COVID-19 devastates music industry as performances get canceled


Music Business Worldwide

Italy, a country severely impacted by the COVID-19 pandemic, experienced a decrease in streams of hit songs from Dec. 27, 2019, to March 13, 2020.

People in the global music industry are experiencing extreme financial loss due to the COVID-19 pandemic. Concerts are being cancelled more frequently due to stay-at-home orders and the general fear of going outside, leading to shortages of income for musicians and their livelihoods.

Classical violinist Miriam Davis spoke to Classical FM, stating, “A few minutes ago I [would have] had tonight’s performance of Mendelssohn’s Violin Concerto, for which I spent four months preparing, canceled with just four hours’ notice.”

The impact of COVID-19 left many freelance musicians and artists in tough financial situations. Not receiving pay to cover daily necessities was not the only problem: long hours of practicing and hard work have been eradicated due to sudden cancelations of concerts.

“Due to COVID-19, one music competition held in Silicon Valley got postponed to August and another one in Berkeley got cancelled. I didn’t spend too much time preparing for them; on average I spent 1-2 hours practicing everyday. However, I was disappointed that COVID-19 threw out the time and effort I did put into my practicing,” said Jennifer Son, a violinist of the Dougherty Valley High School Chamber Orchestra.

Not only were classical musicians impacted by the global pandemic, but the pop music industry also faced major consequences. At the start of February, Rolling Stone reported on concerts across Asia being canceled as fears around the COVID-19 outbreak started. These concerts were scheduled several months before the performing dates, as it was a chance for millions of fans to meet their dream artists and experience once-in-a-lifetime events.  

The article wrote, “several major K-pop acts have decided to cancel shows, including Taeyeon, Winner and NCT, who had upcoming gigs in Singapore and Macao, while GOT7 postponed shows in Singapore and Bangkok, Thailand.”

Music industries have had no choice but to either postpone or call off these concerts. As the health and safety of performers, stage crew workers and audience members are the highest priority, this is the most optimal choice that has been made.

BTS’s management states, “We have decided to fully cooperate with the government’s policy to refrain from holding events with a massive number of participants in order to prevent the spread of coronavirus.”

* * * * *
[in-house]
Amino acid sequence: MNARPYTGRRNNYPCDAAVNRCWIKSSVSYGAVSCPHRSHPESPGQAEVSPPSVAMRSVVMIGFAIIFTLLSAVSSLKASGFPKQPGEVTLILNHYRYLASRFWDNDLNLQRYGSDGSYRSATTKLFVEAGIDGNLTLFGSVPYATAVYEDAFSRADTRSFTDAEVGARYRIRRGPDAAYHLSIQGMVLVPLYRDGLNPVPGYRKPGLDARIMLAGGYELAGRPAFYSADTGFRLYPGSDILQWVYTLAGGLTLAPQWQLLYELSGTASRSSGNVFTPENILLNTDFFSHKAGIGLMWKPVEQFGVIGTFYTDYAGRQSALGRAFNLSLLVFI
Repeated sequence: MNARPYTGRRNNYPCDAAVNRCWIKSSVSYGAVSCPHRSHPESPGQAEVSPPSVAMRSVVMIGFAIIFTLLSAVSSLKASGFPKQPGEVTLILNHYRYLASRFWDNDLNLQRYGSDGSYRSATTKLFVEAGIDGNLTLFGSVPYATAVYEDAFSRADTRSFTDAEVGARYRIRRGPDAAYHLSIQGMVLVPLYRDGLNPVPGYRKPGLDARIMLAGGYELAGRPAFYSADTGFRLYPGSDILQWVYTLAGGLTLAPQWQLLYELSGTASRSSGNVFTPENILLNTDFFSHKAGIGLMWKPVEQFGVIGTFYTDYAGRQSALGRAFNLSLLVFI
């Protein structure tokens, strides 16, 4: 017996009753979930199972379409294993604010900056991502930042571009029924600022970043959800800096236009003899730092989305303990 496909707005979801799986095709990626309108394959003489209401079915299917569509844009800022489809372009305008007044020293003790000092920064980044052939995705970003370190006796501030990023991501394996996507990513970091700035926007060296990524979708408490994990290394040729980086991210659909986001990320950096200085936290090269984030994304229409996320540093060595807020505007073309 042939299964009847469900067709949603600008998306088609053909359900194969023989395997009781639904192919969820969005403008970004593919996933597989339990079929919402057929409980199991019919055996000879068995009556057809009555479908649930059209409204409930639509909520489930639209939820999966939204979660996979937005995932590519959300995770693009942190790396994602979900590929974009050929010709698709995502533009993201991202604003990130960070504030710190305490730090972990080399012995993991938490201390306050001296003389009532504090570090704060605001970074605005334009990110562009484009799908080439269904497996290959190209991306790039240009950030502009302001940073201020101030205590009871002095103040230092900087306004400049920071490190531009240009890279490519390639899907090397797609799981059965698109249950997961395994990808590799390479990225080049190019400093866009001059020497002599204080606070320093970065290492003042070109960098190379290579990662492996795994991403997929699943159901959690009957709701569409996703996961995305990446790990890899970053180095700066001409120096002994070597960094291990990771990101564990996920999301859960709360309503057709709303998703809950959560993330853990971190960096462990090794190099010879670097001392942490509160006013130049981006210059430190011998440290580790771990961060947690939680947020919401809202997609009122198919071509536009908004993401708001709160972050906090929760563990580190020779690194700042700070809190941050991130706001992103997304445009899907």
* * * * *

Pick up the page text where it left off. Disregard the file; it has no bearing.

Despite the negative consequences of COVID-19, several musicians have found solutions to keep them financially stable while keeping fans connected with their music. According to Forbes, musicians of all genres have been trying to find sustainable solutions, such as hosting online concerts. 

“Coronavirus has opened up an opportunity for musicians to craft a new way of performing, by using technology to support themselves and share their work with fans using alternative mediums, while reaching a much wider audience in one session, allowing more frequent gig-goers to ‘attend’ with logistics,” emphasized Toby Heelis, Chief Executive of software company Eventopedia. “We are seeing an increasing number of artists get involved with online concerts, and there’s clearly a lucrative revenue stream for future opportunities.” 

Large music groups, artists, bands and orchestras are increasingly finding new, sufficient ways to recover what they have lost. 

Additionally, student musicians who had important concerts cancelled last minute have found ways to salvage their loss and maintain shape through their musical skills. Matthew Okamoto, one of the pianists in the DVHS Jazz Band, stated that he has been “staying consistent with practicing his piano and is getting a head start for next year’s competitions.”

Other students are on board with the idea of getting a head start with future events, especially with more spare time to practice. Arnav Kethana, a clarinetist in the DVHS Wind Ensemble, discussed how he was keeping up and improving his musical skills during quarantine. 

“The future is uncertain since there are various timetables brought out by many sources, but we must still stay grounded and practice for future success,” Kethana said.